I suppose I should be slightly flattered that a person would be interested in the programming I’m running on myself. This request however turned into a rather lengthy conversation on O.P,P. (other peoples programs). (Just like most of the times when I’m asked to tweak someones technique.)

Basically, I showed that my programming changes to reflect the goal(s) at the time, and that each features things unique to my needs.  For example, I had a weak spot off my chest in the Bench Press.  My programming during that period was designed to improve my strength in that range, and the %’s were based on a competition maximum ( the heaviest I’ve lifted in a contest.) Furthermore, all the accessory exercises were designed to bring up muscle groups that were comparatively lagging and help drive the bench press off the chest.

This was a program designed for a singular person (me), with my relative strengths and weaknesses, my injury history, physical leverages, personality and tolerances.

My friend has no competition history, completely different leverages and technical skill and a totally different injury history.  His weak spot is currently opposite mine, and would benefit from a different approach.


Out of personal curiosity I randomly picked four pages out of my log just to see what could have happened.  I can favorably wager my friend would have injured himself if he attempted to copy some of my work.  The “Hyde sections” intensity levels are beyond his ability to recover, and while the “Jekyll sections” generally feature things he can do, they are not ideal for his needs and still feature things he cannot physically perform or recover from.

What about the workouts you find in the popular fitness magazines and online?

I’ll start by saying that they’re not all bad. I’ll further state that even in generic programming some authors know what they’re doing far more than others. Your odds of randomly landing on a program that is perfect for you and your goals based on your current physical standing is astronomically low

Believe me when I say I’ve seen some really bad stuff online and in print, and this is coming from a guy that has sat through the Fantastic Four Re-boot (at least I didn’t pay for it.)

The person (insert famous bodybuilder/fitness model/celebrity) demonstrating the workout may never have done it at all. Even if they did do it, and even if it happened to work for them doesn’t mean it will work for you.

Consider the audience and goal for which the program was written. In some magazine cases, the programs were written for bodybuilders by other bodybuilders, or powerlifters for other powerlifters.  Not for the sedentary 46 year old office worker that wants to lose his love handles and reduce his man-boobs.

You’ll also find generic collections of exercises put together without thought or nuance which follows a number of bootcamp and GroupEx models.  The workouts may be perfect for 1-2 out of every 10 people, and sub-optimal or possibly dangerous for the rest.

FACT: If the article features small dumbbell curls while standing on a BOSU ball then you’ve picked up the wrong magazine or are on the wrong website. The model may look great, but I doubt they got their physique from that exercise, or that it even contributed to a degree, they did however get better at juggling.  


The first training programs I ever wrote was when I was 15yrs old working as an assistant Karate teacher in exchange for free monthly tuition.  I wrote drills and particular exercises to be included in the class and in some cases had people doing bodyweight exercises I’d found in Martial Art books (yes, I still own a decent sized of collection of Martial Art books as well.)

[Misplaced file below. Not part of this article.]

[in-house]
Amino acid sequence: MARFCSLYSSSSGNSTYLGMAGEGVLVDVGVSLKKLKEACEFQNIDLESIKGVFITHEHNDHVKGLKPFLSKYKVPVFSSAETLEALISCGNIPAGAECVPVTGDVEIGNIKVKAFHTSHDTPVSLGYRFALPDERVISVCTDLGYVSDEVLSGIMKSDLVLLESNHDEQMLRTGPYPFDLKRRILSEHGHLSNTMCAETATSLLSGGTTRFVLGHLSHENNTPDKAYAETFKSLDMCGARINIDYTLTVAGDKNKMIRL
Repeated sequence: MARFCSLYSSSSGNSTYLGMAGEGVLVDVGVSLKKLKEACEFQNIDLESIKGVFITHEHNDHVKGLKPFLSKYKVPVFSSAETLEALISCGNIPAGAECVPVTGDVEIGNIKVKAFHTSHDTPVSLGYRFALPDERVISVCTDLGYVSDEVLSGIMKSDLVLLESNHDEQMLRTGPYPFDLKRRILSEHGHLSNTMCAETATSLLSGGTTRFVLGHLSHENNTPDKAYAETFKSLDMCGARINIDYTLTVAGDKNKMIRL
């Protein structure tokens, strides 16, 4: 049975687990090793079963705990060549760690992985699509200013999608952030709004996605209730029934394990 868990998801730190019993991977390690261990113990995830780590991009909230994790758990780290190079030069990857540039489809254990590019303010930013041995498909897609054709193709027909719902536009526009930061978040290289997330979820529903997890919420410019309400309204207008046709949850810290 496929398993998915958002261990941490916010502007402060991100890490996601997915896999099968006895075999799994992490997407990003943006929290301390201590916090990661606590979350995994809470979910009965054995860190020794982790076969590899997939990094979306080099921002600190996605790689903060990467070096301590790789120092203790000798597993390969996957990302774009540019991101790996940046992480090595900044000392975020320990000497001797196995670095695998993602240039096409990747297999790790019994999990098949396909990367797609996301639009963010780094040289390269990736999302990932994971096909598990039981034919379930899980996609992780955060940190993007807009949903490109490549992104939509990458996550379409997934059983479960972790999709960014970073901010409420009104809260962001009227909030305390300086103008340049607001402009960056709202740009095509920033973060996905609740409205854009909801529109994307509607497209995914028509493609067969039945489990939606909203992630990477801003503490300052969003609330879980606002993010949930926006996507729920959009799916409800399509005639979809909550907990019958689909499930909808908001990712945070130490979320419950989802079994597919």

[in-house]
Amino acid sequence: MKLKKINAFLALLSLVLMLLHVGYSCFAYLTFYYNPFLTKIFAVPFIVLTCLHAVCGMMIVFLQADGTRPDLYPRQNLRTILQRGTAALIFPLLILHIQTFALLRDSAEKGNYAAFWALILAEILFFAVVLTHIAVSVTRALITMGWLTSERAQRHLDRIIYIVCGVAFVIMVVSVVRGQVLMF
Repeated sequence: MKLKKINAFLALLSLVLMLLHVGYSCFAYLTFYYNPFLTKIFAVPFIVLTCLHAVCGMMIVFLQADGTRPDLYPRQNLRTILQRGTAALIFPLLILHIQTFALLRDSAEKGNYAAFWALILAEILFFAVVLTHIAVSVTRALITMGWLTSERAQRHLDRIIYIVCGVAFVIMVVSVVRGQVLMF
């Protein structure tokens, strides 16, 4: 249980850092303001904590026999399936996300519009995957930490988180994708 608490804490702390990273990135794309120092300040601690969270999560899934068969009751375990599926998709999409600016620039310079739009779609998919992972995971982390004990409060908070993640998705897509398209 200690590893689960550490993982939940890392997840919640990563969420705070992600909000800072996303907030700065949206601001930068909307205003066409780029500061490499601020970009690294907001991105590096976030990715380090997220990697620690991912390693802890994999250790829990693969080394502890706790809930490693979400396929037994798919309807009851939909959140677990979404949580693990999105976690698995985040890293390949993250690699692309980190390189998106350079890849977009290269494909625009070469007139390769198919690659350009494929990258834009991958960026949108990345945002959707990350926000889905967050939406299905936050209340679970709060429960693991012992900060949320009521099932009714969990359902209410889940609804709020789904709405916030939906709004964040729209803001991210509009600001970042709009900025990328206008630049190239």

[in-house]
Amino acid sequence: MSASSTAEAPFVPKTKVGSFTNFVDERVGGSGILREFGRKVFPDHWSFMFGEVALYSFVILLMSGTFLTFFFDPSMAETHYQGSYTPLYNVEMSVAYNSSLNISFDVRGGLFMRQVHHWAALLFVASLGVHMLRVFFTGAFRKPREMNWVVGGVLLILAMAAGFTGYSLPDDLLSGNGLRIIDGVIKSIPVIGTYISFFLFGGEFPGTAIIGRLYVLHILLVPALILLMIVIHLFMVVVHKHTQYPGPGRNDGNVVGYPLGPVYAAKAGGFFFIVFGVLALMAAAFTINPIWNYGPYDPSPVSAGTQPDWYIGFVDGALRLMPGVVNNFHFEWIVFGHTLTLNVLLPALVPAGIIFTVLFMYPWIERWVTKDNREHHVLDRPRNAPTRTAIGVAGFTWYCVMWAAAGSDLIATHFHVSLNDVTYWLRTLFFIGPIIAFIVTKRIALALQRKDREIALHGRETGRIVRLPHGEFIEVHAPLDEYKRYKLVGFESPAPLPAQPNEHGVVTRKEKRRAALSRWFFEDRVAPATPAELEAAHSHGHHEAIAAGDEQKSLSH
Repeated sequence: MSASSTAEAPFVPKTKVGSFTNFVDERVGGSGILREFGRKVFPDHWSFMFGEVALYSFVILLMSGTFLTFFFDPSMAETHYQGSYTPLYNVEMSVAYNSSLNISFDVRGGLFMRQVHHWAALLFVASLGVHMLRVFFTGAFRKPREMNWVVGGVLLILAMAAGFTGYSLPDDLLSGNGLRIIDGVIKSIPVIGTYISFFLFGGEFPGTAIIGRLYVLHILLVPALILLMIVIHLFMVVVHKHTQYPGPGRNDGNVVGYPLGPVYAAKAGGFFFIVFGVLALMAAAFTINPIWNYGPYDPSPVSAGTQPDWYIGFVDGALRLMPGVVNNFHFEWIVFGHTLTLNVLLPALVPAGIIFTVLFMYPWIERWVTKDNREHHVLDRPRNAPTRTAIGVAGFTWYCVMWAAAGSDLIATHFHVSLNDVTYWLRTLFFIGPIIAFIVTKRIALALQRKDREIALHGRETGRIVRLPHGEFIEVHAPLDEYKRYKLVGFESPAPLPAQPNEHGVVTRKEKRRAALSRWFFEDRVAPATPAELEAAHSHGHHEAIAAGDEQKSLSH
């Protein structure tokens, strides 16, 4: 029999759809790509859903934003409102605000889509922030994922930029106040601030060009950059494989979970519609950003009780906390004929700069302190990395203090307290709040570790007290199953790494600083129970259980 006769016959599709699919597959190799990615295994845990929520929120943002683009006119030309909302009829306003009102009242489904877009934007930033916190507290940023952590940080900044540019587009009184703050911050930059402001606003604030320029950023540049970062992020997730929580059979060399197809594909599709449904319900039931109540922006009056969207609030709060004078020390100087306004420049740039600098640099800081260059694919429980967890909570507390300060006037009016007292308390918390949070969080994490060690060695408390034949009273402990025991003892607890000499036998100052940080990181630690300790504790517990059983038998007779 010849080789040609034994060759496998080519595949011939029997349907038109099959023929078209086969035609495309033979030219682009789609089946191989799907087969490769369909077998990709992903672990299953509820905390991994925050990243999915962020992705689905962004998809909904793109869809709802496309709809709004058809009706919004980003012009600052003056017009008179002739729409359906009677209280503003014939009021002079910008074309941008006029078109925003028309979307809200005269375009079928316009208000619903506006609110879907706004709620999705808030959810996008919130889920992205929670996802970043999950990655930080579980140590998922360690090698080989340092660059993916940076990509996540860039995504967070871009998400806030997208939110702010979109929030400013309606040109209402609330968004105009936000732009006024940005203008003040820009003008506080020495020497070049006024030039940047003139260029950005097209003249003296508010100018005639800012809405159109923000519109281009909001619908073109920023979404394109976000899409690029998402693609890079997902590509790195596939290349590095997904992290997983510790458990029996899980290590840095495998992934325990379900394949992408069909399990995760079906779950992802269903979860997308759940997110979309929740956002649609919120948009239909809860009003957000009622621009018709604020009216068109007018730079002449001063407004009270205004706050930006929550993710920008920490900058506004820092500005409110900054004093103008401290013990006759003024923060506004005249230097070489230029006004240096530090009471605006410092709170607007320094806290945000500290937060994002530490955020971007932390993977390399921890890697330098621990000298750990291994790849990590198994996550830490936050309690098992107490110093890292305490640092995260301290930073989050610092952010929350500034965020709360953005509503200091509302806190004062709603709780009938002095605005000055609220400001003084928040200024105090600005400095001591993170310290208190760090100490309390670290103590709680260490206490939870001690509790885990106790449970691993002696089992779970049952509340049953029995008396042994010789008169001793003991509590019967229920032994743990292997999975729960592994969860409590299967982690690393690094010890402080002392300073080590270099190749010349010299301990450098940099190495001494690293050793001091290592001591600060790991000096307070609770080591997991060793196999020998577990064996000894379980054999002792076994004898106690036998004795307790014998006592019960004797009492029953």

My assignment was to help improve competitors performance in fighting and forms divisions at state, regional and national level competition.  This meant carefully watching them in practice and competition, including in fresh and fatigued states against various opponents (bigger/smaller, aggressive,defensive,countering/opportunistic types, those that favored kicking/punching etc) and in performance multiple forms.

Although I didn’t know it, or at least couldn’t express it, training was athlete defined.  Whatever I did had to translate to improved and measurable athletic performance.


I couldn’t simply tell the Head Teacher that students were “getting better.”  He needed proof, and competition is the proving ground. In hindsight, I’m positive he knew how things were progressing all along, but as far as 15 year old me was concerned,it was either medals around necks or my body hitting the floor.

Despite my relatively young age I already had 10 years training experience and 5 years competitive history up the international level. I didn’t know I was being put in a developmental position and didn’t recognize the fact that I was the only instructor below the age of 20 until it was pointed out to me. I honestly didn’t want to let the team down, and put my heart into things.

I held my position as an assistant up until I left for the military.

Two years after joining the military I was assigned as a motivator to help others get in better shape.  With advancement in rank this later progressed to a command level position and helping people reach tactical levels of fitness, including preparation for highly demanding and selective programs such as Crash and Salvage, Fire Fighting and Special Operations Candidate testing. I was also fortunate to be employed as a part time Karate instructor during my off-hours and continued training competitors, and interestingly enough became a person that taught the instructors class.  The highlights being an instructor while living in Hawaii and Japan.

All that experience pre-dated my becoming a Personal Trainer.

In 2012 the game changed. I retired from the military and no longer trained exclusively competitive athletes, instructors and alpha-personality youngsters. I now had people coming from zero fitness levels, people with orthopedic/medical issues and some that just wanted to move around and get sweaty.

Everything up to 2012 had a purpose, and we didn’t do things just to them.  I still stand by that no matter who walks in the door, and I always have the ability to say “No” to a client.